NEW DELHI (AFP) – Prime Minister Narendra Modi’s government unveils its first full budget Saturday under intense pressure to bring about promised reforms to grow India’s economy after winning the biggest mandate in 30 years at last year’s elections.
Modi has promised to slash red tape, reform tax and overhaul land acquisition laws to try to attract foreign investment and create jobs for millions of young people.
But economists say investors were left underwhelmed by an interim budget introduced shortly after the prime minister took charge last year and are looking for concrete details this time, including on plans to boost India’s manufacturing and improve shoddy infrastructure.
With stocks soaring and sliding global oil prices improving public finances, economists said this year’s budget was critical to pushing reforms forward.
“This budget needs to leave a mark, just as the 1991 budget did when the economy was going through a major crisis,” DK Joshi said on historic reforms and moves to open up the economy to foreign investment.
“There is a huge amount of expectation. And this is the critical time to deliver,” Joshi, chief economist at local ratings agency CRISIL, told AFP.
Finance Minister Arun Jaitley is expected to increase spending on crumbling roads, railways and dilapidated power infrastructure as part of Modi’s plans to entice foreign businesses to set up shop in India.
Jaitley will likely hike capital expenditure to at least two per cent of GDP, up from 1.8 in the last budget, economist Samiran Chakraborty predicted in a research note, meaning a rise to 2.8 trillion rupees ($45 billion).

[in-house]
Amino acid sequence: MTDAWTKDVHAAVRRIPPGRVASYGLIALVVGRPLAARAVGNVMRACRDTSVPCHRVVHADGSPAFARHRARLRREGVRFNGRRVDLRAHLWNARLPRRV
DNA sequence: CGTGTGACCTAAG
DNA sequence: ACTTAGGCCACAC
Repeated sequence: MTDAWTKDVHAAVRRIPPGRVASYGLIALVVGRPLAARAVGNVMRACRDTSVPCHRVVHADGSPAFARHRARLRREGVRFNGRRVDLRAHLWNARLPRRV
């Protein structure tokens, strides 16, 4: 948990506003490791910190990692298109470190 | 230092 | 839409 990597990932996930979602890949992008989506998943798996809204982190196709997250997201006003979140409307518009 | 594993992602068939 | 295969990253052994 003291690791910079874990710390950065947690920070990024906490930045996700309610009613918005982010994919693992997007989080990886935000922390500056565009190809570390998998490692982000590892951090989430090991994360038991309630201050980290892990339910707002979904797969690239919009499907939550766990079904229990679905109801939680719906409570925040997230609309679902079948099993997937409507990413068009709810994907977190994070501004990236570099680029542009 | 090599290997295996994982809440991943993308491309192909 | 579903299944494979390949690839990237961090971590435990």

The defeat suffered by Modi’s Bharatiya Janata Party (BJP) in last month’s state elections in Delhi only increased the pressure on the new government, with some critics saying voters were tired of waiting for change.
But economists warn Jaitley’s plans will be restricted by the need for further prudence, after committing to cutting the fiscal deficit to 4.1 per cent of GDP for 2014/2015 from 4.5 per cent the year before.
The right-wing government’s moves are aimed at persuading the central bank to continue to unwind high interest rates to boost business borrowing and accelerate growth.
After the Reserve Bank of India’s unscheduled rate cut last month, governor Raghuram Rajan said further reductions would be linked to “high-quality fiscal consolidation” and continued lower inflation.
“It’s not an easy thing, they (the government) must stick within the fiscal bounds while increasing expenditure,” Joshi said.
Jaitley’s task has been made slightly easier by boosted revenues from lower global crude prices, which has lowered the cost of fuel subsidies and allowed India, an oil importer, to hike excise duties.